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Volume Rising in Opposition to SEC Settlement Practices

Bruce Carton | April 9, 2013

In November 2011, U.S. Judge Jed Rakoff was engaged in a high-profile, but seemingly quixotic, mission to upend the Securities and Exchange Commission's standard settlement practices by refusing to approve its proposed $285 million settlement with Citigroup.

In a decision that sent shock waves through the SEC and Wall Street, Rakoff concluded that he would not be a “rubber stamp” and would not approve the settlement because the court had “not been provided with any proven or admitted facts upon which to exercise even a modest degree of independent judgment.” Many asked whether one lonely federal judge could put an end to the three-decade old SEC practice of allowing defendants to settle charges without admitting or denying any wrongdoing.

Although Rakoff's decision was a jolt to the SEC, it was then still just a single judge making life difficult for the agency. But things have changed. In less than a year and a half, at least four other federal judges have now rejected or raised serious concerns about proposed SEC settlements in which the defendants are not required to admit any wrongdoing. What was until recently just a single voice has now become a small but quickly growing chorus critical of the SEC's long standing settlement policy.

The most recent judge to raise concerns about the SEC's “neither admit nor deny” settlement policy is U.S. District Judge Victor Marrero of the Southern District of New York. Last month the SEC announced that it had filed a lawsuit against hedge fund advisory firm CR Intrinsic Investors alleging that CRII participated in an insider-trading scheme involving a clinical trial for an Alzheimer's drug being jointly developed by two pharmaceutical companies. The SEC trumpeted in a press release that CRII, an affiliate of billionaire Steven Cohen's S.A.C. Capital Advisors, had agreed to pay more than $600 million to settle the agency's lawsuit—the largest settlement the agency had ever obtained in an insider-trading case.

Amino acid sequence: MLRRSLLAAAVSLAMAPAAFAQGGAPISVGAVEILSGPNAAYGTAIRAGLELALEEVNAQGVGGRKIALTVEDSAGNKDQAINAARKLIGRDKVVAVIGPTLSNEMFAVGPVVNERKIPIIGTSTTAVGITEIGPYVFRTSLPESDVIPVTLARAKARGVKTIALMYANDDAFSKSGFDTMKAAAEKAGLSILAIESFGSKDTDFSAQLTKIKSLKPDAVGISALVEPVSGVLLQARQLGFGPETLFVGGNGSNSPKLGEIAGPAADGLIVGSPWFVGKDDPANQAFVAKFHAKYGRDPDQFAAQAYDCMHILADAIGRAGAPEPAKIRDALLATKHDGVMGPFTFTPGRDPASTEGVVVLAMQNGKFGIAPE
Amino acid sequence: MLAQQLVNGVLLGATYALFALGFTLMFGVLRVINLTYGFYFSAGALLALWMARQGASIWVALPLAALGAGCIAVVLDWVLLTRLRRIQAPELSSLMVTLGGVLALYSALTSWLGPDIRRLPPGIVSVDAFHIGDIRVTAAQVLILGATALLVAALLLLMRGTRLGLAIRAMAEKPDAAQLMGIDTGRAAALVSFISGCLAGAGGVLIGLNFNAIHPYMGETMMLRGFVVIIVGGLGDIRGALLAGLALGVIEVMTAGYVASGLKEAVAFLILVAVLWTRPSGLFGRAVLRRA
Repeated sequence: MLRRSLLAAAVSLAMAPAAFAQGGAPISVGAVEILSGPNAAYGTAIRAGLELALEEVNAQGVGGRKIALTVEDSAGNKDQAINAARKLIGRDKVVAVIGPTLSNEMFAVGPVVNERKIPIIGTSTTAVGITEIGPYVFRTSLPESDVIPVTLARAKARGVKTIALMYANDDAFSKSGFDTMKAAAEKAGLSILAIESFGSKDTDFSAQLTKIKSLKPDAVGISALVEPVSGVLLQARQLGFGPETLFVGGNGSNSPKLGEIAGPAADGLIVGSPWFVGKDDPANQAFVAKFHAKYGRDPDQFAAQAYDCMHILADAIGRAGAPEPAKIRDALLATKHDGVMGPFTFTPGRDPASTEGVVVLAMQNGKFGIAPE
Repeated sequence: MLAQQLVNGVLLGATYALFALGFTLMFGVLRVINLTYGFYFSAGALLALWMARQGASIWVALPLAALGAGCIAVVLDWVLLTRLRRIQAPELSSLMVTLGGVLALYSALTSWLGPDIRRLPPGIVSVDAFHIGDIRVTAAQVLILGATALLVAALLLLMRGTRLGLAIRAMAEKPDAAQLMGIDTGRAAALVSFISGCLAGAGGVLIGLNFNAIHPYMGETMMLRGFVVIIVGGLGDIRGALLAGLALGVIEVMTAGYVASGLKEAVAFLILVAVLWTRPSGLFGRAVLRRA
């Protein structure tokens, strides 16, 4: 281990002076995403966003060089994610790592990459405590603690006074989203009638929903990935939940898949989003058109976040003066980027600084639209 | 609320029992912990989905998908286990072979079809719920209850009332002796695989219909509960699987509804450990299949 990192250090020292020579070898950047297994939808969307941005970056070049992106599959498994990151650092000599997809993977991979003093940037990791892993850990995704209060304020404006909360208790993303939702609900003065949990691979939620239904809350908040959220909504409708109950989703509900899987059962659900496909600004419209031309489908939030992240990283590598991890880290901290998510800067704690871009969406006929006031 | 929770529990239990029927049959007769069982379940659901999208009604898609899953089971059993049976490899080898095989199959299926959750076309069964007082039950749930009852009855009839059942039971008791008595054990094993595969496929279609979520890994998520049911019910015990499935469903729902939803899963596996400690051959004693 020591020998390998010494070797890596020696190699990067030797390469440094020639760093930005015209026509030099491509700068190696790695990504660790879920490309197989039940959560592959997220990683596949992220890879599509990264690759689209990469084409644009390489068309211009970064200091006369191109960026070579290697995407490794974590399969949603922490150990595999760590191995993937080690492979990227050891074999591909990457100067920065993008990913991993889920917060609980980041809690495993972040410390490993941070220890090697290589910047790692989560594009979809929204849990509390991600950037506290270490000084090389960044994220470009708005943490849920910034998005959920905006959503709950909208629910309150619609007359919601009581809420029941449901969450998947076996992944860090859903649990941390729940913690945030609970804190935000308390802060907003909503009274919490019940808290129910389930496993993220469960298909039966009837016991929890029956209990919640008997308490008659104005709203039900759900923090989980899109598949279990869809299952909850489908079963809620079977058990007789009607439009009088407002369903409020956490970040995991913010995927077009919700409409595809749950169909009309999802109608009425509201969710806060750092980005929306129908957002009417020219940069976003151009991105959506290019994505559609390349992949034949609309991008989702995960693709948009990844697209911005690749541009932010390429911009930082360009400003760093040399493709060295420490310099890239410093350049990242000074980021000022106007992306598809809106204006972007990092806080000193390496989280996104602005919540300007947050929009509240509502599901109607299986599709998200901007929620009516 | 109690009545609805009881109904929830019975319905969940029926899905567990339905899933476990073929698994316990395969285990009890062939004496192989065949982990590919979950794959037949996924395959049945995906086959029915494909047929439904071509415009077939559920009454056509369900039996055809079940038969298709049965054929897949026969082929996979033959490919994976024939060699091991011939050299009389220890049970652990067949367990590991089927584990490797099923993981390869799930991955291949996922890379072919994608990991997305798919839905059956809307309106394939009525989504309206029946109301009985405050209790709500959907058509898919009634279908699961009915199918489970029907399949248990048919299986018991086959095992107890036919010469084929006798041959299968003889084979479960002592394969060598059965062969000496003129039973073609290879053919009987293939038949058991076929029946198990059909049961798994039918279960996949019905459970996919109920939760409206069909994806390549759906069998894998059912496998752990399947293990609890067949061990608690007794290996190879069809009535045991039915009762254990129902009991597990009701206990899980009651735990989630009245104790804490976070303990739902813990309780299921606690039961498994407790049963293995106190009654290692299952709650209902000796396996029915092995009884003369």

Not so fast. Less than two weeks later, Marrero showed that he shared the same concerns as his SDNY colleague, Judge Rakoff. In a March 28 hearing in which both parties sought approval for the settlement, Marrero expressed his concerns that the settlement permitted S.A.C. to avoid acknowledging that it did anything wrong. Although S.A.C. argued that agreeing to the settlement simply reflected a business decision to avoid having litigation hang over its head for years, Marrero reserved judgment on the request for approval. The judge told the parties that “there is something counterintuitive and incongruous about settling for $600 million if [S.A.C.] truly did nothing wrong.”

Marrero did not say when he would issue his ruling on the settlement, but suggested that he might condition approval on the outcome of an appeal to the U.S. Court of Appeals for the Second Circuit that is now pending in the Citigroup case. In that case, in which oral argument was heard in February before a packed courtroom, the Second Circuit will rule on whether Rakoff exceeded his authority when he rejected the SEC's settlement with Citigroup. That appeal “will be very much pertinent to what the court has been asked to do here,” Marrero stated.

If the “ground is shaking” beneath the SEC's policy of allowing defendants to settle cases without admitting any wrongdoing, as Marrero suggests, then the Second Circuit's ruling in Citigroup could be particularly significant.

The SEC argued at the March 28 hearing on the S.A.C. case that because the Citigroup appeal will not specifically address the issue of whether a judge may approve a settlement containing a “neither admit nor deny” provision, there was no “unsettled question” to prevent the court from ruling in the S.A.C. case. “The ground is shaking. Let's admit that,” Marrero countered. “This court is in the same position that Judge Rakoff was some months ago.”